The Mossad Director’s Threat to Iran Was Meant as a Message to the U.S.

Sept. 18 2023

In a recent public speech, David Barnea, the head of Israel’s vaunted intelligence agency, did something very unusual: he declared that his organization was ready to strike “deep in Iran, in the very heart of Tehran,” if the Islamic Republic harmed Israeli citizens. As a rule, high-ranking Israeli security officials, and especially those associated with the Mossad, avoid making explicit threats of this sort. Meir Ben-Shabbat believes that Barnea’s words weren’t directed at Tehran at all, but at Washington:

The U.S. administration under President Biden, which has sought to lower the profile of the Iranian problem and to remove the danger of a military confrontation with it as far as possible, is now seeing the tangible results of its policy: a growing sense of confidence in Iran, leading to defiant activity on its nuclear program [and its] providing aid to Russia in the form of supplying Moscow with drones for its combat effort in Ukraine—compounded by a significant increase in its efforts to promote acts of terrorism around the globe, owing to a feeling that it will not be required to pay any real price for all of this.

The Mossad chief’s speech, only a few days prior to the arrival of the prime minister in the U.S. for a meeting with Biden and attendance at the UN General Assembly, constitutes a good preparation for these two key events. For understandable reasons, Barnea did not point an accusatory finger at our good friends in Washington, but as the popular [Middle Eastern] idiom has it—he “shouted at the tree so that the camel might hear.”

Although tough Israeli talk on the Iranian issue might not go down too well with those U.S. administration officials, who are currently working hard to establish normalization between Israel and Saudi Arabia, it does accurately reflect the situation that has developed under the auspices of their policy and will serve to clarify Israel’s current priority: neutralizing the existential threat posed by Iran, [which, in Jerusalem’s view, rightly] takes precedence even over normalization with Saudi Arabia.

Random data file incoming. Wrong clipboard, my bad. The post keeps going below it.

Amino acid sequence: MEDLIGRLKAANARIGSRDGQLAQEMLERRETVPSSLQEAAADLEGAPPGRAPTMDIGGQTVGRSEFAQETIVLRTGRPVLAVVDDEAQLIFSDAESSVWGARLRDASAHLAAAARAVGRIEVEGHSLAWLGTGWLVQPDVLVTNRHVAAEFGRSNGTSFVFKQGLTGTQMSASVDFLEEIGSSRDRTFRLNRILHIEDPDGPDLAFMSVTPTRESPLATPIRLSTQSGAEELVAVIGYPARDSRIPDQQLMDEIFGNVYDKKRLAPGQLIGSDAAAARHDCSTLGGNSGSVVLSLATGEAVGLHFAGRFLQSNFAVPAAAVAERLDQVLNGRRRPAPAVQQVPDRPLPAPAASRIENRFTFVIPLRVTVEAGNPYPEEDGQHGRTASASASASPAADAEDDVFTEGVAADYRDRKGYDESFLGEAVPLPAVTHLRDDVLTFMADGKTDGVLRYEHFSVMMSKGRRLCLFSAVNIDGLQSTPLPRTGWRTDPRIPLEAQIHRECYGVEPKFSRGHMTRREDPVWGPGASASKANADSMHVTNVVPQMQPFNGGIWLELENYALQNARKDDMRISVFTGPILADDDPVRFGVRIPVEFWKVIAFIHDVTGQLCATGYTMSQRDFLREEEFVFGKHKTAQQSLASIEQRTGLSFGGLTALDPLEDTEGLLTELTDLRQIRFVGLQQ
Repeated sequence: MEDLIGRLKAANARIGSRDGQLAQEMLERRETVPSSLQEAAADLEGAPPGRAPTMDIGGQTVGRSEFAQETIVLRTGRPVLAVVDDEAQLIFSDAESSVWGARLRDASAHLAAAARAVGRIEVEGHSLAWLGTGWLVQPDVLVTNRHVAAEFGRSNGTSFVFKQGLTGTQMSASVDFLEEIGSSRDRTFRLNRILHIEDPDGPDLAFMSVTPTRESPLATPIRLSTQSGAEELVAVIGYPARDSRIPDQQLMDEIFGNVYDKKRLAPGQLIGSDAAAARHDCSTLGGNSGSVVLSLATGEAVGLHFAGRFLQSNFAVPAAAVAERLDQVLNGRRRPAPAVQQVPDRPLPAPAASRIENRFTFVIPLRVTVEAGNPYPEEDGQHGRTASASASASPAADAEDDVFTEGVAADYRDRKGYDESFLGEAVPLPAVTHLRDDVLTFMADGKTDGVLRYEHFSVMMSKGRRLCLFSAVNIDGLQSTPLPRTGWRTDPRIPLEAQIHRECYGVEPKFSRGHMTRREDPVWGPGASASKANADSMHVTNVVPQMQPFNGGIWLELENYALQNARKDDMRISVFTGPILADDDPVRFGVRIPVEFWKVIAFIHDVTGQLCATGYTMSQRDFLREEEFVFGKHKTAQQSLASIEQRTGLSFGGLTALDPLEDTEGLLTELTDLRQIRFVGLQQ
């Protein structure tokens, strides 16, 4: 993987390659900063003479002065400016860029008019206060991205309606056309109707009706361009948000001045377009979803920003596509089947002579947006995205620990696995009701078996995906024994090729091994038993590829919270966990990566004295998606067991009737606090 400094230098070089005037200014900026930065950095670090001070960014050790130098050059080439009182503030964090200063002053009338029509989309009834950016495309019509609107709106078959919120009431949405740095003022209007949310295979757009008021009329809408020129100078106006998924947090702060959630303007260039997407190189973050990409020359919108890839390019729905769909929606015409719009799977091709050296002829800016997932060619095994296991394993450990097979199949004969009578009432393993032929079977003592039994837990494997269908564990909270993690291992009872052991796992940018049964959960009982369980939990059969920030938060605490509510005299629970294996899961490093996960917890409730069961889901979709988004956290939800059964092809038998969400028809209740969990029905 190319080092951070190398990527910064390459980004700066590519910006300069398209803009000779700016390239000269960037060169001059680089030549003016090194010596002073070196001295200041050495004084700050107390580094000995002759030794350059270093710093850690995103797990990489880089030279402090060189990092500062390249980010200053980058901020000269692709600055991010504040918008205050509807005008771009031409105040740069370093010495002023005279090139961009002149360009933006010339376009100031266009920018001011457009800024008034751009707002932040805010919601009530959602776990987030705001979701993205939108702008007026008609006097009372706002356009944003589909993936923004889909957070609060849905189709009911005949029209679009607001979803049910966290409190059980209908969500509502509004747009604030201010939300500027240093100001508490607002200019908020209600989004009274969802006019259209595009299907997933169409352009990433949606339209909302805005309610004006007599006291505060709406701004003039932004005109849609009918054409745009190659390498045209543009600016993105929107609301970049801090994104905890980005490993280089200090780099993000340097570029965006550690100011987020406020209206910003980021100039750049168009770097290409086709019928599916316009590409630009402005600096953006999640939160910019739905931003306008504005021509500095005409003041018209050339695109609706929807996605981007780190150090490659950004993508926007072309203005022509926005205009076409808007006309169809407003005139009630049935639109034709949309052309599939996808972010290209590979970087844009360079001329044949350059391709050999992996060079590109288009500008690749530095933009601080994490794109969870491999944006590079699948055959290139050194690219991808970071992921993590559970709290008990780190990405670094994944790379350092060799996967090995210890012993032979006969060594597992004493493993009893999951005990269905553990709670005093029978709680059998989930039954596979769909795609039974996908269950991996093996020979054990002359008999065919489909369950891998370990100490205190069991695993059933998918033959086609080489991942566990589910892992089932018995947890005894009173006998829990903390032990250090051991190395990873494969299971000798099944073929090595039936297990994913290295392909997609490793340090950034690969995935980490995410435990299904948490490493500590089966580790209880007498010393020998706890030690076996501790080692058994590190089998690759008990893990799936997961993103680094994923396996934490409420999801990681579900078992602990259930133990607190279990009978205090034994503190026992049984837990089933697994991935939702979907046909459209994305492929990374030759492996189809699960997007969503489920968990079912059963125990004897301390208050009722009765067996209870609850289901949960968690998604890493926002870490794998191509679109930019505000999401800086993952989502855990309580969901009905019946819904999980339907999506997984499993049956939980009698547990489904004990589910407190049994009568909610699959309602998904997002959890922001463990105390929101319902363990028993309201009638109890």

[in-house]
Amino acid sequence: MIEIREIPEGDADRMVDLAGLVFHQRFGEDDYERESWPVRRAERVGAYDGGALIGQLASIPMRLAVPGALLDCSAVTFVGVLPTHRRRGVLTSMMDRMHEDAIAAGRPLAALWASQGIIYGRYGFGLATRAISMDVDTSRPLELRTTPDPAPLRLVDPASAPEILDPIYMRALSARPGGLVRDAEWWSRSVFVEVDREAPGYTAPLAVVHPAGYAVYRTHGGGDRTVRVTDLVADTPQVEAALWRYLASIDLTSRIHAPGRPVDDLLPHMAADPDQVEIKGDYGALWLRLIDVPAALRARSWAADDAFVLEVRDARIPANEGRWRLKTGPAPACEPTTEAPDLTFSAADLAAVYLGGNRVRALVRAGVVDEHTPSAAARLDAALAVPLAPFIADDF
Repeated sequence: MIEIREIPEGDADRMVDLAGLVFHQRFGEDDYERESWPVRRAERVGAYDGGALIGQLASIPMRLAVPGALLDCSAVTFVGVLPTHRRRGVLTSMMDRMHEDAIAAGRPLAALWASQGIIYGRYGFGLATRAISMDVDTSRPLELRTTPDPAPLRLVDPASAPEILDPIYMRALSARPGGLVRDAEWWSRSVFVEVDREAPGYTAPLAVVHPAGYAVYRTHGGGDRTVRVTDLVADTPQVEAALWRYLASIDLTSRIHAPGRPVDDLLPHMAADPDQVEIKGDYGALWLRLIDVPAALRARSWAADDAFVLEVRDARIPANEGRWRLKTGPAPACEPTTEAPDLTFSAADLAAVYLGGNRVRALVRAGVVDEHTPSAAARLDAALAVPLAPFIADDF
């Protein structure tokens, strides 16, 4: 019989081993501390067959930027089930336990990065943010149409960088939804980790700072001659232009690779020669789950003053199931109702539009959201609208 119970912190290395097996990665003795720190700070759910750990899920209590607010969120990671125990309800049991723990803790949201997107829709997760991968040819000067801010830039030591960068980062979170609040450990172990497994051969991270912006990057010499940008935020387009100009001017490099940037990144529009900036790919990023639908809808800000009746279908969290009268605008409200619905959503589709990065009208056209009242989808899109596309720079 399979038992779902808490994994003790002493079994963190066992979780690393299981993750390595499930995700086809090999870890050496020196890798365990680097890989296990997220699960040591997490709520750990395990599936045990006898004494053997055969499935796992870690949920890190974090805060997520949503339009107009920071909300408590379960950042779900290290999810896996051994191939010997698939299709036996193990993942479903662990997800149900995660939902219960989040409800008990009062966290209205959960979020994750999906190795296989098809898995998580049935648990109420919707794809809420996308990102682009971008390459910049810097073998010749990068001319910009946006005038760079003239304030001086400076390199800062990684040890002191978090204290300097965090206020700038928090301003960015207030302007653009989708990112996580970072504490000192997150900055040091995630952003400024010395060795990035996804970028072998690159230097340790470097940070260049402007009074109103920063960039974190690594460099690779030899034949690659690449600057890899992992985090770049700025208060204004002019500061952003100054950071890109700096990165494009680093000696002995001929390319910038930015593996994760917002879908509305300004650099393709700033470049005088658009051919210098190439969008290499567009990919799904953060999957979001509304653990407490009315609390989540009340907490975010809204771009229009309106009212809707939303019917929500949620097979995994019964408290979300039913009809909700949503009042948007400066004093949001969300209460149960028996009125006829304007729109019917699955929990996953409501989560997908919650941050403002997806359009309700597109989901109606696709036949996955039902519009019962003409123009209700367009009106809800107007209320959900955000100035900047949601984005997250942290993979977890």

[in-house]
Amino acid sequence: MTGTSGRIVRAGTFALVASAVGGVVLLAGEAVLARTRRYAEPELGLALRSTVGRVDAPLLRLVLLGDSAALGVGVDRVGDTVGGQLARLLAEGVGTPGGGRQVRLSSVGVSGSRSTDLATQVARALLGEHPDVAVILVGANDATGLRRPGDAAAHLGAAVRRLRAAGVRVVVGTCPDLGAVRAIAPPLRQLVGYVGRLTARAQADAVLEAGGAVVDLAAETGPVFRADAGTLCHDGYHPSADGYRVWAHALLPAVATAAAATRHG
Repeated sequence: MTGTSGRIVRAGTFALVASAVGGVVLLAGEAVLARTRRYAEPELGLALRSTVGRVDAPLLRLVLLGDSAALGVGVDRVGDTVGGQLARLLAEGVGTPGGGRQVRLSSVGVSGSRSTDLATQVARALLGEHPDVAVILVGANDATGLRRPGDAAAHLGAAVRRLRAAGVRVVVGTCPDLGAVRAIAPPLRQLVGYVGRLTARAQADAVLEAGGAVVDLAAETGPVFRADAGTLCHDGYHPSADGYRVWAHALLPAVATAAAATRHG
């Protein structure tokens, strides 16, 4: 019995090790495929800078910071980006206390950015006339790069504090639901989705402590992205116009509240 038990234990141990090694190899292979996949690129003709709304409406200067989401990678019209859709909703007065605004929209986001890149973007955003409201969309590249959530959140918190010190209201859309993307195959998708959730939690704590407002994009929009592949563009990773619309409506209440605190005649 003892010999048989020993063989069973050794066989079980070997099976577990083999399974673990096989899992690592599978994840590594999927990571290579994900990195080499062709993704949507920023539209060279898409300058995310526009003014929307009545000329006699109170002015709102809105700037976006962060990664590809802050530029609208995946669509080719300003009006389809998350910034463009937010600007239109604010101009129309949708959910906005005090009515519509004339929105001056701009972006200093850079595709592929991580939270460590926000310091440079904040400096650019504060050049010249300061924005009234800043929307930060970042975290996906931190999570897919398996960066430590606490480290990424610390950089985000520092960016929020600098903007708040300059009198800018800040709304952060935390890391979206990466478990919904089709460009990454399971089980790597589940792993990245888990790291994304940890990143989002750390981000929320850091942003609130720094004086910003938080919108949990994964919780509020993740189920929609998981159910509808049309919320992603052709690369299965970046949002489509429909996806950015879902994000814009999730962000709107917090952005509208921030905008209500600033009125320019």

Read more at Israel Hayom

More about: Iran nuclear program, Israeli Security, Saudi Arabia, U.S.-Israel relationship

Israel’s Covert War on Iran’s Nuclear Program Is Impressive. But Is It Successful?

Sept. 26 2023

The Mossad’s heist of a vast Iranian nuclear archive in 2018 provided abundant evidence that Tehran was not adhering to its commitments; it also provided an enormous amount of actionable intelligence. Two years later, Israel responded to international inspectors’ condemnation of the Islamic Republic’s violations by using this intelligence to launch a spectacular campaign of sabotage—a campaign that is the subject of Target Tehran, by Yonah Jeremy Bob and Ilan Evyatar. David Adesnik writes:

The question that remains open at the conclusion of Target Tehran is whether the Mossad’s tactical wizardry adds up to strategic success in the shadow war with Iran. The authors give a very respectful hearing to skeptics—such as the former Mossad director Tamir Pardo—who believe the country should have embraced the 2015 nuclear deal with Iran. Bob and Evyatar reject that position, arguing that covert action has proven itself the best way to slow down the nuclear program. They acknowledge, however, that the clerical regime remains fully determined to reach the nuclear threshold. “The Mossad’s secret war, in other words, is not over. Indeed, it may never end,” they write.

Which brings us back to Joe Biden. The clerical regime was headed over a financial cliff when Biden took office, thanks to the reimposition of sanctions after Washington withdrew from the nuclear deal. The billions flowing into Iran on Biden’s watch have made it that much easier for the regime to rebuild whatever Mossad destroys in addition to weathering nationwide protests on behalf of women, life, and freedom. Until Washington and Jerusalem get on the same page—and stay there—Tehran’s nuclear ambitions will remain an affordable luxury for a dictatorship at war with its citizens.

Read more at Dispatch

More about: Iran nuclear program, Israeli Security, Joseph Biden, Mossad, U.S. Foreign policy